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uses for a boring head on a lathe

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  • uses for a boring head on a lathe

    I found a shars boring head on clearance at a local tool store and began thinking if I needed it. My question is what uses are there for a boring head on a lathe? I have an r8 integral shank apt for when I get a real mill and a 1" solid shank criterion that was given to me with the lathe.

  • #2
    You can use it as the basis of a ball turner for your lathe.

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    • #3
      I'd like to see how that would work. Haven't seen one like that before.

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      • #4
        http://thebloughs.net/hobbies/metalw...rner/index.php

        http://conradhoffman.com/ballturner.htm

        Hopefully these get the general idea across.
        "I am, and ever will be, a white-socks, pocket-protector, nerdy engineer -- born under the second law of thermodynamics, steeped in the steam tables, in love with free-body diagrams, transformed by Laplace, and propelled by compressible flow."

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        • #5
          Tailstock offset without messing with the tailstock offset.

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          • #6
            I like the design of the ball turner. Have a feeling I will be going back to get the boring head.

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            • #7
              I used mine in the lathe chuck for fine adjustments to a line boring bar.

              http://bbs.homeshopmachinist.net/sho...ight=Line+bore
              Milton

              "Accuracy is the sum total of your compensating mistakes."

              "The thing I hate about an argument is that it always interrupts a discussion." G. K. Chesterton

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              • #8
                I guess I'm heading over to the tool store in the morning to get the head. That first link to the ball turner kind of made up my mind, that's a really nice tool.

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                • #9
                  Originally posted by lakeside53
                  Tailstock offset without messing with the tailstock offset.
                  Have you actually done this with any success? I don't mean to be difficult, but while this sounds good in theory, not having done it myself I have doubts. To work, the axis of the boring head feed screw would have to be aligned almost perfectly parallel with the ways of the lathe, with all radial slack taken out of the tailstock spindle. It just seems to me there are a lot of variables to address. If I'm wrong, please forgive, but I'm genuinely curious. Thanks.

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                  • #10
                    Originally posted by x39
                    Have you actually done this with any success?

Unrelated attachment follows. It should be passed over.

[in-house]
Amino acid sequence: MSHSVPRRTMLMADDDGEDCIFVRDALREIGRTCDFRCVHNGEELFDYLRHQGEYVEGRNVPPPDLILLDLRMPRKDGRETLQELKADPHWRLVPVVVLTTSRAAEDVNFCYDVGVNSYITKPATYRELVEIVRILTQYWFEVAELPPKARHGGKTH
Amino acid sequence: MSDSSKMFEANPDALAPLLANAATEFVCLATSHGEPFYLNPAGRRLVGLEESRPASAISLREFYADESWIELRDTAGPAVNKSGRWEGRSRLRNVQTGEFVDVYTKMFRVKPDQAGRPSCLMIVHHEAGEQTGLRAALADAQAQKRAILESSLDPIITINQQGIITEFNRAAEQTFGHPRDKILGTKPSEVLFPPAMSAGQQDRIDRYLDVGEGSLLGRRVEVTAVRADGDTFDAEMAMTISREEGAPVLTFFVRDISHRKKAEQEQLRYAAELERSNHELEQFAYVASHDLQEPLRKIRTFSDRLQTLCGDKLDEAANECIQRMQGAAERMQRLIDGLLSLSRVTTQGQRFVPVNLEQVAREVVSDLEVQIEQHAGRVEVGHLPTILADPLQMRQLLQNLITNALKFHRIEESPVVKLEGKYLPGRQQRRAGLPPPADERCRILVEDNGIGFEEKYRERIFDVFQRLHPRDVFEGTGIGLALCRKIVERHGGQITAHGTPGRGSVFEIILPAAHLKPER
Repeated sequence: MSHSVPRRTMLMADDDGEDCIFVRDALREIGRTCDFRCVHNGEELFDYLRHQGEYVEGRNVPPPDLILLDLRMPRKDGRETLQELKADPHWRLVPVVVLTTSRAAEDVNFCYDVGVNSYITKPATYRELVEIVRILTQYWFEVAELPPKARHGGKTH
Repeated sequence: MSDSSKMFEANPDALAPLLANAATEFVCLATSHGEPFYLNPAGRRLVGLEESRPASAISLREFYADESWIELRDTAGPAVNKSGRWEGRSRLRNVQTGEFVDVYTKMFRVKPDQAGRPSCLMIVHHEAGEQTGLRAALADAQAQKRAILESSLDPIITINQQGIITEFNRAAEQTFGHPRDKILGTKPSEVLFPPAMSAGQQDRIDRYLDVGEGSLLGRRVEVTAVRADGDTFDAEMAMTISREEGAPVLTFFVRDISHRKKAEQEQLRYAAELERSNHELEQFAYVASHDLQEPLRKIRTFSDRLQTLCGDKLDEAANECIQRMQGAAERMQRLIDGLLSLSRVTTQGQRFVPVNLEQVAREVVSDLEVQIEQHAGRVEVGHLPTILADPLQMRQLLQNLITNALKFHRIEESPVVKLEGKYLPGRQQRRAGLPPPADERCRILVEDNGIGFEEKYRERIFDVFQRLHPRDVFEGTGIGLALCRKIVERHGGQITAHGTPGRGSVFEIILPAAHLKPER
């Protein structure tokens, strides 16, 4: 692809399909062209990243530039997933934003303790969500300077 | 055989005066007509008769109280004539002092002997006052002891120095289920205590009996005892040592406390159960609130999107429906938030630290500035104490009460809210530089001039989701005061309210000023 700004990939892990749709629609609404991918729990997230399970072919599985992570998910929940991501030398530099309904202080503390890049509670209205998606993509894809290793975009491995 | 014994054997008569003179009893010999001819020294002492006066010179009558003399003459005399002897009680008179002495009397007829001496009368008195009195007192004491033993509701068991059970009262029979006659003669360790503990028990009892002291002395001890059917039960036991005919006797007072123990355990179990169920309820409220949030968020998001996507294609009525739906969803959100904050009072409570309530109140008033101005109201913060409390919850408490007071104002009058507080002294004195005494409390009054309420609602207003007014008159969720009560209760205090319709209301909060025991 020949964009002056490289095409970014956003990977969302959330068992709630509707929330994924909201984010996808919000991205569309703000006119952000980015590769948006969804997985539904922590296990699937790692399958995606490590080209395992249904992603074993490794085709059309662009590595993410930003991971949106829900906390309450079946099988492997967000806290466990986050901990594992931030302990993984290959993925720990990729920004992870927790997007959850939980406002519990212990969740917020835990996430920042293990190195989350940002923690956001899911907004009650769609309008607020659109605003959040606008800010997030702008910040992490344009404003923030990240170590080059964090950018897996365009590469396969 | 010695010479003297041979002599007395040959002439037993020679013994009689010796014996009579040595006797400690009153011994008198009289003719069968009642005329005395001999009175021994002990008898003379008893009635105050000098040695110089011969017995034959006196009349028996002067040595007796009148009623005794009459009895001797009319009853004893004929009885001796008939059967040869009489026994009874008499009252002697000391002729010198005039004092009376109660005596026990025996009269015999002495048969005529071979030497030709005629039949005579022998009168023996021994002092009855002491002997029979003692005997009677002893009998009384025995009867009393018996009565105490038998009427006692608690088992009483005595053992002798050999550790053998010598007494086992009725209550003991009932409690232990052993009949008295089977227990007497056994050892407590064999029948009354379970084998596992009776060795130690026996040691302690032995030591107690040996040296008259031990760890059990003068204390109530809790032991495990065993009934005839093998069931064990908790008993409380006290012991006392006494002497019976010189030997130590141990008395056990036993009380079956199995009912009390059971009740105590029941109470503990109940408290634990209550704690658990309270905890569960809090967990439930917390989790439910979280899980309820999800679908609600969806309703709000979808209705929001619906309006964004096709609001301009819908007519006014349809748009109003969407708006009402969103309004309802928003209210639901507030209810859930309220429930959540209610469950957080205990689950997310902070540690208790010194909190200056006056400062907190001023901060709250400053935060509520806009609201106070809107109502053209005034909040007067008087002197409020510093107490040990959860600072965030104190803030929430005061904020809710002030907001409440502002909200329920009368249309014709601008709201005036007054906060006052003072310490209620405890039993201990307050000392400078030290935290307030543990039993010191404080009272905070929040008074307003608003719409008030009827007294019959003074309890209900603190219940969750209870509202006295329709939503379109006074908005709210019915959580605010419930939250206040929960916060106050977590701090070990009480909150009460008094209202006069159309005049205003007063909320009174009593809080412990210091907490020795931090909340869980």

This method works well, and I and many others have boring heads or purpose built adjustable setups for the purpose. It can be set up by eye, or by fiddling with levels or squares, whatever your pleasure. If it is not exactly parallel with the ways, the taper will be slightly off, but the offset tailstock method itself is usually a bit off and will require some final adjustments to achieve best accuracy.
                    Jim H.

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                    • #11
                      Originally posted by x39
                      To work, the axis of the boring head feed screw would have to be aligned almost perfectly parallel with the ways of the lathe
                      Put a boring bar tool holder on the QCTP, slip a bit of drill rod into the holder and the other end into the boring head. The plane of boring head is now parallel to the plane of the crossfeed.

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                      • #12
                        Thanks for the replies. It is a 3" shars head. Picked it up for $49 from $110 because the dial was not marked deep enough so it was hard to see. Now that fancy ball turner is on my list of projects.

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                        • #13
                          Originally posted by x39
                          Have you actually done this with any success? I don't mean to be difficult, but while this sounds good in theory, not having done it myself I have doubts. To work, the axis of the boring head feed screw would have to be aligned almost perfectly parallel with the ways of the lathe, with all radial slack taken out of the tailstock spindle. It just seems to me there are a lot of variables to address. If I'm wrong, please forgive, but I'm genuinely curious. Thanks.

                          Works like a champ, lots of gunsmiths use this method for taper turning barrels. Make up a ball bearing type center for the head, and a MT shank to fit your tailstock and make chips.

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                          • #14
                            Thanks guys for all the responses, I'm glad my inquiry wasn't taken wrong. dp, thanks especially for the tip on squaring the set-up. Learn something new here every day!

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